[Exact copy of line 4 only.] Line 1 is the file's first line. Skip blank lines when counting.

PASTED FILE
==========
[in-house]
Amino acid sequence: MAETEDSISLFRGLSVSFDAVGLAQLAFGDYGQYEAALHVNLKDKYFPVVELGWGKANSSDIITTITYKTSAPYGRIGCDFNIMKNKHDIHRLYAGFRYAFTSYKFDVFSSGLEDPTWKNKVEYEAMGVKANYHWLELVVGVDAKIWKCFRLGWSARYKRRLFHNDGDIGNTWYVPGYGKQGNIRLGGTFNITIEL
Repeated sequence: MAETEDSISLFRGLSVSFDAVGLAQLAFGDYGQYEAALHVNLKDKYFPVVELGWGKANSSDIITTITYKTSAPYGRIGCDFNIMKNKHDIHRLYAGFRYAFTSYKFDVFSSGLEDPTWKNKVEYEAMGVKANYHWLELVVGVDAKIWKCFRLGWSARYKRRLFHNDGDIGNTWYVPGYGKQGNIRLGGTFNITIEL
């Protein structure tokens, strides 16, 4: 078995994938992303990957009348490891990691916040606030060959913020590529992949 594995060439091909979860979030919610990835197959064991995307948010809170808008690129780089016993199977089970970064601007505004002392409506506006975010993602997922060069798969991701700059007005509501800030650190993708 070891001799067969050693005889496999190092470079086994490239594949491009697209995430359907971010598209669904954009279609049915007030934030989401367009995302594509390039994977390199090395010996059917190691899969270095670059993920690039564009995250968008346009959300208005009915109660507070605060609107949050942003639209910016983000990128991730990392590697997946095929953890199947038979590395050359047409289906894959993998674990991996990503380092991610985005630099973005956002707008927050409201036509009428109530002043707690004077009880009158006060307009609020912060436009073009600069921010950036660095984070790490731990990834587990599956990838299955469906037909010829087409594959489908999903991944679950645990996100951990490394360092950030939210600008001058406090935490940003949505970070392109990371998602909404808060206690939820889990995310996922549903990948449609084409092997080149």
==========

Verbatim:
């Protein structure tokens, strides 16, 4: 078995994938992303990957009348490891990691916040606030060959913020590529992949 594995060439091909979860979030919610990835197959064991995307948010809170808008690129780089016993199977089970970064601007505004002392409506506006975010993602997922060069798969991701700059007005509501800030650190993708 070891001799067969050693005889496999190092470079086994490239594949491009697209995430359907971010598209669904954009279609049915007030934030989401367009995302594509390039994977390199090395010996059917190691899969270095670059993920690039564009995250968008346009959300208005009915109660507070605060609107949050942003639209910016983000990128991730990392590697997946095929953890199947038979590395050359047409289906894959993998674990991996990503380092991610985005630099973005956002707008927050409201036509009428109530002043707690004077009880009158006060307009609020912060436009073009600069921010950036660095984070790490731990990834587990599956990838299955469906037909010829087409594959489908999903991944679950645990996100951990490394360092950030939210600008001058406090935490940003949505970070392109990371998602909404808060206690939820889990995310996922549903990948449609084409092997080149």